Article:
Thursday 20 August 2020

Re-Watching The Hugos (Intro)

Best Dramatic Presentation is a Hugo category with a long history: Of the 17 current awards categories, only Novel, Novella, Short Story, Fanzine and Pro Artist awards have been handed out in more calendar years. Since Dramatic Presentations were first recognized by the WSFS, silver chrome rocket ships have been handed out to movies and TV shows at 57 different awards ceremonies.

However, the category does not seem to warrant the same cache as most of the other categories; often the recipients skip the awards ceremony, there are no podcasts dedicated to revisiting past winners, and Jo Walton repeatedly disparages the category in her Informal History of the Hugos. It is also the category in which Hugo voters have chosen to present no award on the most occasions, voting for “no award” in 1959, 1963, 1971 and 1977, and neglecting to even nominate a shortlist for the category in 1964 and 1966.

It might also be noted that movies are rarely (if ever) marketed using the Hugo Award as a credential. Did
Galaxy Quest director Dean Parsiot (front row,
second from right) showed up to accept his 
Hugo Award. (Image via Locus)
you know that Hugo-winning director Dean Parsiot has a big-budget movie hitting cinemas on August 28? The lack of using Parsiot’s Hugo trophy in the marketing of Bill & Ted Face The Music is telling, especially considering that Parsiot’s Hugo-winning movie Galaxy Quest is often held up by fans as the exemplar of why the Best Dramatic Presentation category exists.

In the past, this blog has questioned whether the Dramatic Presentation category continues to serve any purpose. In order to answer this question, contributors to this blog including Olav Rokne, Tim Klassen, Paul Senior, Daniel Calder, Christy Foley and Earl Prusak have begun re-watching works from Hugo shortlists from previous years to see how well they hold up, to consider whether other works should have been considered, and to ask whether the Best Dramatic Presentation Hugo has made any impact on how well these works are remembered.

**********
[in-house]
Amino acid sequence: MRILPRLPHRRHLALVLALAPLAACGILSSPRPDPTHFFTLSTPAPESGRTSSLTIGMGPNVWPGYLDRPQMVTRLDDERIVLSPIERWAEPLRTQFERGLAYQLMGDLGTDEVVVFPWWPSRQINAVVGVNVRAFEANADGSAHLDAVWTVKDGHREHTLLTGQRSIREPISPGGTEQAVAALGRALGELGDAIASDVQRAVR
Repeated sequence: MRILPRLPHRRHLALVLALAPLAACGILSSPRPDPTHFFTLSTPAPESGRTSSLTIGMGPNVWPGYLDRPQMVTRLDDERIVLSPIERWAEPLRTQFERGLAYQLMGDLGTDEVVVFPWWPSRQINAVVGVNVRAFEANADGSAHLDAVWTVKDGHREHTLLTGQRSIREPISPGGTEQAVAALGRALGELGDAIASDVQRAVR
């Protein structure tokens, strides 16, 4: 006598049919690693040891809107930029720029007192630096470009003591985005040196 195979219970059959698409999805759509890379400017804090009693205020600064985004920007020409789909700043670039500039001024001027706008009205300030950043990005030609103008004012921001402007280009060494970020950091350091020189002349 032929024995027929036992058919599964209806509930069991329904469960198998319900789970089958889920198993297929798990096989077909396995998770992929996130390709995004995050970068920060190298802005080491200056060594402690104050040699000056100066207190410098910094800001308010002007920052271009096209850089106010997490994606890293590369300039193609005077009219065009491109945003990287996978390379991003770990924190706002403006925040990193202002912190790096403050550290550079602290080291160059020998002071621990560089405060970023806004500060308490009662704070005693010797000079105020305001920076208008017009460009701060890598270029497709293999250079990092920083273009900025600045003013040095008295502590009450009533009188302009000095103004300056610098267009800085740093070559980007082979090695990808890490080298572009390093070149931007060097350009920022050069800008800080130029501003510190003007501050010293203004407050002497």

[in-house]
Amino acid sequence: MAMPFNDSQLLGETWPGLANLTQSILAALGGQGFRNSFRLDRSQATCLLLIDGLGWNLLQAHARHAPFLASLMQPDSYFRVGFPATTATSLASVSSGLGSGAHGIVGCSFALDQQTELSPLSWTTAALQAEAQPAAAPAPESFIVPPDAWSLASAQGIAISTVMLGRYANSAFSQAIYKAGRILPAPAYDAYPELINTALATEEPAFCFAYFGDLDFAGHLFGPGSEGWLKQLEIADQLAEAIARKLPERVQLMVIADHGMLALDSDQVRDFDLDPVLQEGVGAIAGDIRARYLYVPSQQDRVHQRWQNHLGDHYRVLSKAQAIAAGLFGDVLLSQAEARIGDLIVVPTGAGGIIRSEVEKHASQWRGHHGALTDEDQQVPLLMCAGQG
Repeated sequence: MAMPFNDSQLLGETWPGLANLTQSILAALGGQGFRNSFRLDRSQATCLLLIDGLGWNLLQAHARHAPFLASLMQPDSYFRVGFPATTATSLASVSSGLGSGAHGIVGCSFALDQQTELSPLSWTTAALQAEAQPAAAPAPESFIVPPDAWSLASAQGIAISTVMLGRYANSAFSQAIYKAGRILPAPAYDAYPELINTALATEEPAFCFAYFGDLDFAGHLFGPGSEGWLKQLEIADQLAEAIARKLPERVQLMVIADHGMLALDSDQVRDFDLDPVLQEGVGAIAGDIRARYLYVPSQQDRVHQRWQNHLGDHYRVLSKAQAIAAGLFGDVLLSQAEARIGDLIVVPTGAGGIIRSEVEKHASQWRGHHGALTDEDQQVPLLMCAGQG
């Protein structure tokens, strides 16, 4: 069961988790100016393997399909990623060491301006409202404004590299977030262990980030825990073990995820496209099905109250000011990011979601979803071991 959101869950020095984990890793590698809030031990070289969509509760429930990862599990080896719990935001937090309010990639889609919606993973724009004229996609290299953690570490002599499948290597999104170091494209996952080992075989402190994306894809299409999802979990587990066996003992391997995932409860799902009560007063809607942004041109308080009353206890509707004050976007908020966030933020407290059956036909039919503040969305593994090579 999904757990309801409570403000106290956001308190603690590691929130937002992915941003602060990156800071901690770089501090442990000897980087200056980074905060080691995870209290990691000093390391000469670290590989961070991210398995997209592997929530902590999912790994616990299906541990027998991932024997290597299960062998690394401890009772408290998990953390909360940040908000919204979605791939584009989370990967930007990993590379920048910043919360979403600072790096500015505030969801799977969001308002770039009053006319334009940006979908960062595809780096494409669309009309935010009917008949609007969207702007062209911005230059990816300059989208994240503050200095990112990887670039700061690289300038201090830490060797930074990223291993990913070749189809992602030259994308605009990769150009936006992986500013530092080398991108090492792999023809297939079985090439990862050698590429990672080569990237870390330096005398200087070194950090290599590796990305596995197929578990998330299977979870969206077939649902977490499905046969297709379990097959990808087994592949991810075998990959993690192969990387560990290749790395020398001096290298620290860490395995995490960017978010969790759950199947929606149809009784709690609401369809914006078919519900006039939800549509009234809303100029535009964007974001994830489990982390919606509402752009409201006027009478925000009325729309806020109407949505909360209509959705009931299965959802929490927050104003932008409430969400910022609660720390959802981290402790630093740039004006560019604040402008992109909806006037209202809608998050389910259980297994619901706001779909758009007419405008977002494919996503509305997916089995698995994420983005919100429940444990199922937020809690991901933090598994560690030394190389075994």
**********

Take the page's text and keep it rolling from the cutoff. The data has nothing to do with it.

Blog Post 1 - The dawn of the Best Dramatic Presentation (1958)
Blog Post 21 - TO COME (1978)


  1. I missed this. It looks like it was the same time as NASFiC 2020.

    I will defend the Best Dramatic categories. When I was a young boy, I saw on the cover of a Star Trek book "Hugo" as in "Based on the Hugo Winning Series". I thought well if Star Trek won a Hugo other stuff that won a Hugo must be as good. Soon after, I started reading Hugo novels and Asimov's anthologies.

    I hope there are future young fans who will see Hugo Winning on The Good Place, Arrival, The Expanse, Wonder Woman, and Spider-Man: Into the Spider-verse and maybe do something similar. (For causal readers do not go back further than 5 years to start, something older might be a bit creaky).

    1. You commented something similar on Twitter a few months back. It prompted me to start thinking about the category and the history of the category at the Hugos ... and to start re-watching them to see how well they hold up over time.